Tier Two: Very solid depth, can compete for snaps and come in if injuries occur.

Paul Posluszny, Buffalo: A very solid, instinctual inside linebacker. He is currently a restricted free agent but if new rules are in place with the new CBA, he could become unrestricted. 

James Anderson, Carolina: A run stuffing strongside linebacker that had a bit of a breakout season last year. He is expected back with the Panthers but could be a target.

Stephen Tulloch, Tennessee: An ILB with a nose for the football. He is still young and was quite effective for the Titans in 2010 but they drafted two linebackers this year so his return is up in the air. Might be worth a look.

Rocky McIntosh, Washington: Better suited to a 4-3 defensive scheme, McIntosh made the most of his move to a 3-4 by racking up 110 tackles in 2010. He's on the outs with the Redskins now so he'll be looking to sign elsewhere. He has a prototypical badass name for a linebacker, so he's got that going for him.

Safeties:

Tier One: Able to come in and start opposite of Earl Thomas.

Eric Weddle, San Diego: Weddle is still young but is very well regarded around the league as a top-5 safety. He's as solid of a free agent that is out there at the moment. Personally, I doubt the Hawks make much of a splash at safety in free agency after watching Bob Sanders and OJ Atogwe sign elsewhere without lifting a finger. That said, they may just be biding their time for the right person. I could see a play for Weddle as a veteran bridge and mentor for our young secondary.

Danieal Manning, Chicago: Could be an unrestricted free agent depending on new rules. Would be at the top of the list I would think if the Hawks plan to sign a free-agent safety other than Lawyer Milloy. Excels in pass coverage and could be that guy to play the deep middle and allow Earl Thomas to move around a bit. He didn't surrender a touchdown on passes thrown his way in 2010. How would you like that kind of production for the Hawks, a team that gave up nearly the most touchdowns through the air in the NFL in 2010?

Quintin Mikell, Philidelphia: A strong run-stopping safety that is also good in coverage. As a pro-bowler, he'll probably command a big payday so not sure if the Hawks will be interested or not. He will most likely be leaving Philadelphia though.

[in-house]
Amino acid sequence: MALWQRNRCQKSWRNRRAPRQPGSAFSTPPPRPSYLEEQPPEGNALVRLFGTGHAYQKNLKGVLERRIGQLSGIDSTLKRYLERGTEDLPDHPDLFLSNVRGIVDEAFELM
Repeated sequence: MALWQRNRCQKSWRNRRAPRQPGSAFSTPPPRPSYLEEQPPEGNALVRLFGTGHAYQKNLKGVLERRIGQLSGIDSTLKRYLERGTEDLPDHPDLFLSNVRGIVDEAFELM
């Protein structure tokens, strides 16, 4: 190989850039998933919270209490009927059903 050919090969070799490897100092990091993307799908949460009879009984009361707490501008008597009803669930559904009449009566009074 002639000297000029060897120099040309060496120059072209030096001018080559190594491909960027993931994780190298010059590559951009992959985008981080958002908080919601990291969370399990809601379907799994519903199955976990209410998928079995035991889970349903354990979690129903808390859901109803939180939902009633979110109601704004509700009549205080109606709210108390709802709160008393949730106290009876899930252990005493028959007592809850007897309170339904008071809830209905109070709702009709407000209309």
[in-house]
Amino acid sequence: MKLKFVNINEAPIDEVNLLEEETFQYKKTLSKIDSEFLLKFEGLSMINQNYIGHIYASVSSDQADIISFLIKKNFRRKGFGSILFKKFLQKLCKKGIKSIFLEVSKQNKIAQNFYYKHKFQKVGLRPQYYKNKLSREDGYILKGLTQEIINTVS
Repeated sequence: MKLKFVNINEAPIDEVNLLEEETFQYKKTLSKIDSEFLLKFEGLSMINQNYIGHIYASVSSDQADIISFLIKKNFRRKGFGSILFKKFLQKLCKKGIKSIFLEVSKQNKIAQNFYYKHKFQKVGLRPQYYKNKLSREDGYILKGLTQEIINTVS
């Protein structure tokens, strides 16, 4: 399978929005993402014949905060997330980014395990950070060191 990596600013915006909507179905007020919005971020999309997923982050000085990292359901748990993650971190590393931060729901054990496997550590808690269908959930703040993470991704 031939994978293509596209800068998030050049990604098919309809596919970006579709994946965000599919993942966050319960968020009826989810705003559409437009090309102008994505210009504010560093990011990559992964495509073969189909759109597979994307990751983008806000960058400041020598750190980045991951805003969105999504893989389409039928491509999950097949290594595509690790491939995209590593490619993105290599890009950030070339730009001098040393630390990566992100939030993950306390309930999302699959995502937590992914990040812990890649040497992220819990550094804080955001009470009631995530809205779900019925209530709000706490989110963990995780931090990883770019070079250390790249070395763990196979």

Tier Two: Strong depth with a good chance to be a starter.

Michael Huff, Oakland: A solid coverage-safety that will most likely not re-sign with Oakland. He's still youngish at 28 and though many feel he'll go to the Cowboys, he could be a logical fit here in Seattle. He had 7 passes defensed, 3 picks, and 4 forced fumbles in 2010. He also tacked on 4 sacks and racked up 94 tackles. 

Dashon Goldson, San Francisco: With former 49er President Scot McLoughlin now in Seattle, you have to wonder about this connection. Goldson had a very productive 2009 season but then appeared to struggle at times in 2010 as he played through injuries. He still had a fairly good season statistically which led 49er fans to have a love-hate relationship with their free safety. Overall though, he's young, has good range at 6'2, 200, is a sure tackler that doesn't allow plays to get behind him (something I desperately want for the Hawks' secondary) and could come cheaper than you'd expect after a down year. 

Cornerbacks:

Tier One: Starter from day one.

Nnamdi Asomugha, Oakland: The cream of the crop, but highly unlikely to join up with a rebuilding franchise like Seattle. I have to throw it out there that Paul Allen has deep pockets but there's no way Nnamdi is a Seahawk in 2011.

Johnathan Joseph, Cincinnati: If he becomes a URFA, he'd be a very good target for the Hawks. He's an elite corner, is only 27, and could provide a big boost to our struggling pass defense. 

Antonio Cromartie, New York Jets: He'll be expensive, but he's a solid coverage cornerback that lived up to his self-hyping when he shut down the Patriots wide receivers in their playoff game last year. He's long, 6'2, 200, still young (27), and would be a day-one starter. 

Tier Two: Potential to start, solid depth:

Richard Marshall, Carolina: A solid starting caliber cornerback that has enough size to be a potential target for Pete Carroll and co at 5'11, 190. 

Comment below for the guys you think could be on their radar that I left off.